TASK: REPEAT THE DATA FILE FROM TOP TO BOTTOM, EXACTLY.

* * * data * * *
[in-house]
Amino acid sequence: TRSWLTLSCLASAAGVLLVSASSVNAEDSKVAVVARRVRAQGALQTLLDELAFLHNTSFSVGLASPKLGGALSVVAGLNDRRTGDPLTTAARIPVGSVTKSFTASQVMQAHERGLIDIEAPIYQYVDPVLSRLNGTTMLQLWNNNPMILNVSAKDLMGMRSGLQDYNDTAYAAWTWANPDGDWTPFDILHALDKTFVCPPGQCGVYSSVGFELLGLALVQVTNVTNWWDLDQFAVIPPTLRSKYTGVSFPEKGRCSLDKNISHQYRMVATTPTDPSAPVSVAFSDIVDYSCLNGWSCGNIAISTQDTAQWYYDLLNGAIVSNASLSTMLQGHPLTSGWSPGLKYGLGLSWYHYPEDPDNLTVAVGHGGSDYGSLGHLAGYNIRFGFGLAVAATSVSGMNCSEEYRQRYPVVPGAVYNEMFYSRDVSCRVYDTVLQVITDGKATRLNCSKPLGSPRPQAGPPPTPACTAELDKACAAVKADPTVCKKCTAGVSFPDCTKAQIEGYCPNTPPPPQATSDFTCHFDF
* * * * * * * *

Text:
[in-house]
Amino acid sequence: TRSWLTLSCLASAAGVLLVSASSVNAEDSKVAVVARRVRAQGALQTLLDELAFLHNTSFSVGLASPKLGGALSVVAGLNDRRTGDPLTTAARIPVGSVTKSFTASQVMQAHERGLIDIEAPIYQYVDPVLSRLNGTTMLQLWNNNPMILNVSAKDLMGMRSGLQDYNDTAYAAWTWANPDGDWTPFDILHALDKTFVCPPGQCGVYSSVGFELLGLALVQVTNVTNWWDLDQFAVIPPTLRSKYTGVSFPEKGRCSLDKNISHQYRMVATTPTDPSAPVSVAFSDIVDYSCLNGWSCGNIAISTQDTAQWYYDLLNGAIVSNASLSTMLQGHPLTSGWSPGLKYGLGLSWYHYPEDPDNLTVAVGHGGSDYGSLGHLAGYNIRFGFGLAVAATSVSGMNCSEEYRQRYPVVPGAVYNEMFYSRDVSCRVYDTVLQVITDGKATRLNCSKPLGSPRPQAGPPPTPACTAELDKACAAVKADPTVCKKCTAGVSFPDCTKAQIEGYCPNTPPPPQATSDFTCHFDF